When these pictures in American VOGUE hit the newsstands, the fashion house of Paul Poiret (1879 - 1944) was very much on the decline. Pressed into national service during the 1914 - 1918 war, the designer was assigned the task of streamlining French uniform production, and in his absence his business began to steadily descend. Poiret was never able to regain his pre-1914 status in the world of Paris fashion and when the "Roaring Twenties" kicked into high gear, a new look was required for the new era and Coco Channel (1883 – 1971) was awarded the crown. He closed his fashion house ten years after these pictures were printed; and that was fine and dandy insofar as the American flappers were concerned because Poiret ignored their rebellion and continued to make long dresses. Click here to read a 1922 fashion review of Poiret from FLAPPER MAGAZINE.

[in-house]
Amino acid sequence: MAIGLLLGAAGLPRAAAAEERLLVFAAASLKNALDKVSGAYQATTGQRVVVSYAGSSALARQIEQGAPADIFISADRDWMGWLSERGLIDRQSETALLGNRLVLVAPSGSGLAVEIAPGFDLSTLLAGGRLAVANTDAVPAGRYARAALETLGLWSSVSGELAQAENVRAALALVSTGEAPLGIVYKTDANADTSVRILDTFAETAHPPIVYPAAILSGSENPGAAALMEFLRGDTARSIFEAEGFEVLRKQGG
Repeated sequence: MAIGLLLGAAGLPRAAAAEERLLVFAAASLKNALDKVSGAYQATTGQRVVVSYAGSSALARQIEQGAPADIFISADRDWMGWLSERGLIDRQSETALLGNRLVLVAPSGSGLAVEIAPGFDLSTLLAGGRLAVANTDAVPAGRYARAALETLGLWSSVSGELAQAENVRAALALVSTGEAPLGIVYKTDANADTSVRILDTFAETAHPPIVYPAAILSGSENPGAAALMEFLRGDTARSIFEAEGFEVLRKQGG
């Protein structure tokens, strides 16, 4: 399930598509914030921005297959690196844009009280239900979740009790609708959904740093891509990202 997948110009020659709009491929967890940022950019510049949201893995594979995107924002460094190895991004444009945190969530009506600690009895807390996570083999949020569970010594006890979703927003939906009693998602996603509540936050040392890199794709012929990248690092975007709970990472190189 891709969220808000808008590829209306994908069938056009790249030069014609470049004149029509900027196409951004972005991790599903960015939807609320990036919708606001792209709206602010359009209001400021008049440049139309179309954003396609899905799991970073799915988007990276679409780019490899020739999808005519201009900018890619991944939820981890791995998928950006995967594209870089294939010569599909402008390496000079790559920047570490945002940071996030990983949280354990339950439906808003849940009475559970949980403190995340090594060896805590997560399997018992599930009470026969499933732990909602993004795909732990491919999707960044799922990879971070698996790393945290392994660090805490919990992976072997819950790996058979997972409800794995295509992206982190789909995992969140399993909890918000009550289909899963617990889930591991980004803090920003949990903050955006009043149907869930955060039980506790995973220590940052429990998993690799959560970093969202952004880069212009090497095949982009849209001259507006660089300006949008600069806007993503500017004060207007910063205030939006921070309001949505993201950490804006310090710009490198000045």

Click here to read more articles concerning 1920s fashion.
•Read about the 1943 crochet revival•
•Read a Fashion Review by Baron Adolf de Meyer...•